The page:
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Staying safe and secure when travelling

Top tips to help you keep you staying safe and secure when travelling, either for work or social purposes.

Before setting off:

  • Plan and Prepare: Before you leave to go out, plan your journey and the transport that you will be using. Consider what you might need in the way of money/cards and the time you’ll be home. Notify someone of your planned journey, who you are meeting and how you are going to get home. Consider whether you can travel home with a friend and ensure that you are aware of the time of the last bus/train.

  • Consider an app-based personal safety platform, lone worker device or personal alarm. Below we have listed our Secured by Design member companies which offer products that have been tested and certified to meet the exacting standards you would expect from the police, all to give you confidence and peace of mind.

  • Try not to keep all your valuables in one place. It’s a good idea to keep valuables such as wallets in an inside pocket and to separate a small amount of cash or a bankcard from your main purse/wallet. Keep your car or house keys separate too.

  • A simple thing, but try to remember to make sure your phone is fully charged before you go out so that you are able to make calls if you need to.

When Travelling

If you are travelling by car never park in isolated, poorly lit or dark places and remember to make a mental note of where your vehicle is for later on - preferably park in a Park Mark carpark.

The Park Mark Safer Parking Award is awarded to parking facilities that have been subjected to a rigorous risk assessment conducted by a police Designing Out Crime Officer and the British Parking Association. Trust your instincts when parking your car, if you feel uneasy about the location look for a more suitable spot.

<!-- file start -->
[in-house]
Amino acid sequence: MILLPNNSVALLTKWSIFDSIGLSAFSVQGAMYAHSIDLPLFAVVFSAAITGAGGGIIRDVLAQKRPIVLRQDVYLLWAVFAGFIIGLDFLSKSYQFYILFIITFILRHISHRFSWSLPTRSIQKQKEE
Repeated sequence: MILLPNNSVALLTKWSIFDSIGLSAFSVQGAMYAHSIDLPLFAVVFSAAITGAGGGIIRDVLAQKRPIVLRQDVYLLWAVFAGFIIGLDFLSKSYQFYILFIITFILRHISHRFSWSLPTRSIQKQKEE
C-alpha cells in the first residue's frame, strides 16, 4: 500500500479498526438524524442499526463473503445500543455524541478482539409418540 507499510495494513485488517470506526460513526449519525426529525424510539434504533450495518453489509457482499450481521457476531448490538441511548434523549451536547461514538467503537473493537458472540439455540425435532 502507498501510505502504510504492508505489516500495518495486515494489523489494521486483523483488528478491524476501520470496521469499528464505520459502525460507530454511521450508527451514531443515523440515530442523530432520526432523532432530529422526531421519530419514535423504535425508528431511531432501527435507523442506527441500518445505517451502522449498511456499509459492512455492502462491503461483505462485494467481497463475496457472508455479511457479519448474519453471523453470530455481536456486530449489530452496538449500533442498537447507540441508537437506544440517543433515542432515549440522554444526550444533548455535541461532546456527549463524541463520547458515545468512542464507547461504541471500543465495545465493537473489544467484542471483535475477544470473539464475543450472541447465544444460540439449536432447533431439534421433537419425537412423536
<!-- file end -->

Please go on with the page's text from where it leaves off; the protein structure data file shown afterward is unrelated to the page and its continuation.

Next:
• If you are travelling by bicycle, lock your bike at recognised secure cycle parking spots. These should be well lit and covered by CCTV. Secure cycle hubs and racks are often provided by local councils and businesses - again check these online with the local authority before making your journey.

  • If you are carrying a bag, keep it close to your body and keep your valuables out of sight and secure.

  • If you are out at night, try to stick to busy streets where you will be near other people. Avoid dangerous spots such as poorly-lit areas, deserted parks or quiet isolated alleyways.

  • Be aware of your surroundings at all times, stay on well-lit streets and try to stick to routes you know best. If you are not familiar with an area or route, make sure you have planned your journey beforehand using street view and public transport timetables. That way you won’t be standing looking at your phone in unfamiliar areas trying to find your way around.

  • Stay alert and aware of your surroundings. Avoid chatting on your mobile phone or listening to music on your headphones, as this can distract you from your surroundings or any potential danger signs.
  • If you think you are being followed, always trust your instincts and take action. As confidently as you can, cross the road, turning to see who is behind you.

  • If you are still being followed, keep moving. Head to a busy area and tell people what is happening. If necessary, call the police. 

  • If you feel worried or threatened on public transport, contact the guard or the British Transport Police. They won’t mind as they would rather make sure you are safe.

  • Think about getting a personal safety alarm. Keep it in an easily accessible place and carry it in your hand if you feel at risk. It can be used to momentarily distract an attacker giving you vital seconds to escape.

  • For more information on staying safe and secure visit the Suzy Lamplugh website HERE.

Remember – if you’re threatened with violence, don’t risk your personal safety. Property can be replaced, you can’t.

Personal Safety